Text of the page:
What is the difference between all purpose flours, self rising flours and bleached and unbleached flours? Get the quick and simple answers here!
What’s The Difference Between Baking Flours?
What is the difference between all purpose flours, self rising flours and bleached and unbleached flours? Sometimes the bag just says flour… I want to start cooking from scratch but I am not sure of what flours I need to use. Thanks…
I’m glad you want to start cooking and baking from scratch. The good news is that it is really pretty easy to know the difference between baking flours and when to use each of them. I will include a brief description of each of them here.
I don’t go into the super scientific details, but rather the practical information you need to get cooking and baking fast! I hope this helps you understand the difference between all purpose flour, self-rising four and the other names you may see on flour bags!
All Purpose Flour, Bleached And Unbleached Flour
All purpose, bleached and unbleached flour can all be used interchangeably. The main difference is that unbleached flour has slightly more nutrients in it than the others. All purpose flour is what is used mostly in baking. For a beginning cook, I suggest you always use all purpose flour unless the recipe states otherwise.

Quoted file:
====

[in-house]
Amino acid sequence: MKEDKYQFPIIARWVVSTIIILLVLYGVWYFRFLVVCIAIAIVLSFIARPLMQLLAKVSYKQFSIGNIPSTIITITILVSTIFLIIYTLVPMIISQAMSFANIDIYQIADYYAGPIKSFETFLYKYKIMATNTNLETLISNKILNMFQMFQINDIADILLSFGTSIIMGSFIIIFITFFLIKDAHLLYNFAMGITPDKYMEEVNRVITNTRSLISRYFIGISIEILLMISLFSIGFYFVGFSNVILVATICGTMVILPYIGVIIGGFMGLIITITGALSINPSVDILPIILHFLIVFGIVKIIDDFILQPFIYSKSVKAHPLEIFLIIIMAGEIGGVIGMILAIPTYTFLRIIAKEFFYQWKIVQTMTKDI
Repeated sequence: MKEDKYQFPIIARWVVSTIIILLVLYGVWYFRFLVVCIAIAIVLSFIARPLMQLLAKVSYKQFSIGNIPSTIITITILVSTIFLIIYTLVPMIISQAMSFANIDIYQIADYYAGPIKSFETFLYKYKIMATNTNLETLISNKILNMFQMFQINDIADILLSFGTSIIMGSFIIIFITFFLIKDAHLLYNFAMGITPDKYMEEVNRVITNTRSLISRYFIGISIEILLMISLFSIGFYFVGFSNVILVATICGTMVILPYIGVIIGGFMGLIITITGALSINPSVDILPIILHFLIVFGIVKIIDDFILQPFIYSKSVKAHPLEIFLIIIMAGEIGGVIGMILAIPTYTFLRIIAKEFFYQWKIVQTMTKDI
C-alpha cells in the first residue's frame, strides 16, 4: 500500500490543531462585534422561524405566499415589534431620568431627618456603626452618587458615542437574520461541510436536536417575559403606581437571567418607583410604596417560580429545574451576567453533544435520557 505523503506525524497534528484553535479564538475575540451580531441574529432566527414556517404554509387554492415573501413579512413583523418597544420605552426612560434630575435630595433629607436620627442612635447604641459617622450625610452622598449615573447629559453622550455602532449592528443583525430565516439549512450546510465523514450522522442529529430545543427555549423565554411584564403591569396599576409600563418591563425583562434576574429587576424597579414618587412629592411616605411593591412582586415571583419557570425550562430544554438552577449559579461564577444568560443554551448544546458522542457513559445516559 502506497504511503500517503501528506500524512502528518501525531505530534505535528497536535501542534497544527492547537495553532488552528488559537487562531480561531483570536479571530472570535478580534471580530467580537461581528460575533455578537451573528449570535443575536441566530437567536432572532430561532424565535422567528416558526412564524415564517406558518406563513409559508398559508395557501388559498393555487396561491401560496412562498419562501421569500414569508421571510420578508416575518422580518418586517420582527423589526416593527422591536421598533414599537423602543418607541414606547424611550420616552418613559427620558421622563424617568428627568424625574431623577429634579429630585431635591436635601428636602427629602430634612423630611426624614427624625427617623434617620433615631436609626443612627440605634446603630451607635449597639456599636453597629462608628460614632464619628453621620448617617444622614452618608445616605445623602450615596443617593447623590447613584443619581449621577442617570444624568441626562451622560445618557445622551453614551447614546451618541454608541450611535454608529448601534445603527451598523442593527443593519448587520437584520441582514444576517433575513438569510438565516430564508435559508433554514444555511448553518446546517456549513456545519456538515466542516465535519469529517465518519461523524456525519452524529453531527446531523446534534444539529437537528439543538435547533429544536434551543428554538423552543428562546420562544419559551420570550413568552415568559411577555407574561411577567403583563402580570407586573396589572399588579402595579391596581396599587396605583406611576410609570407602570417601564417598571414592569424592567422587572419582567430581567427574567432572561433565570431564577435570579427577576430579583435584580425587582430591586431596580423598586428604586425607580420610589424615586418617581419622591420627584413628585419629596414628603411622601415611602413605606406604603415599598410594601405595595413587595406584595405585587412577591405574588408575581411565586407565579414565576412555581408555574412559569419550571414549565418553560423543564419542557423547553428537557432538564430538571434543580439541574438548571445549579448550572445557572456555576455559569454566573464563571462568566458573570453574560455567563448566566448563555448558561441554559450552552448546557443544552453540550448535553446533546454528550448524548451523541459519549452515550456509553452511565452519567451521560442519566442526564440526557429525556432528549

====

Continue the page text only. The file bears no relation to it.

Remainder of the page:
There are some differences in the type of wheat between cake flour and other flours, but the most important thing for you to know is that cake flour is ground more finely than other flour. Cake flour is also made of a particular type of flour that produces a softer texture, so it is often preferred by professionals for making baked goods with a super light and fluffy texture.
If a recipe calls for cake flour and you don’t have cake flour on hand, it is perfectly OK to substitute 2 tablespoons less of the cake flour per cup of all purpose flour. In other words if the recipe calls for 1 cup of cake flour then you can use 1 cup minus 2 Tbsp. of all purpose flour.
Self Rising Flour
Self rising flour already has the salt and leavening mixed into it. A lot of bakers don’t like to use self-rising flour because it can lose its potency. It is usually not recommended for bread. If you have a recipe that calls for self rising flour but you don’t have self rising flour on hand,
I could go into all the scientific details about protein percent, varieties of wheat and a lot of other details but it’s easy to get into information overload so I won’t. I have included the details you need to make most recipes. Too many details just discourages us from trying something because we are afraid to get mired in irrelevant details.
When A Package Just Says Flour
If you find a package of flour in the store that just says “flour”, it is generally all purpose flour. I hope your scratch cooking goes well!
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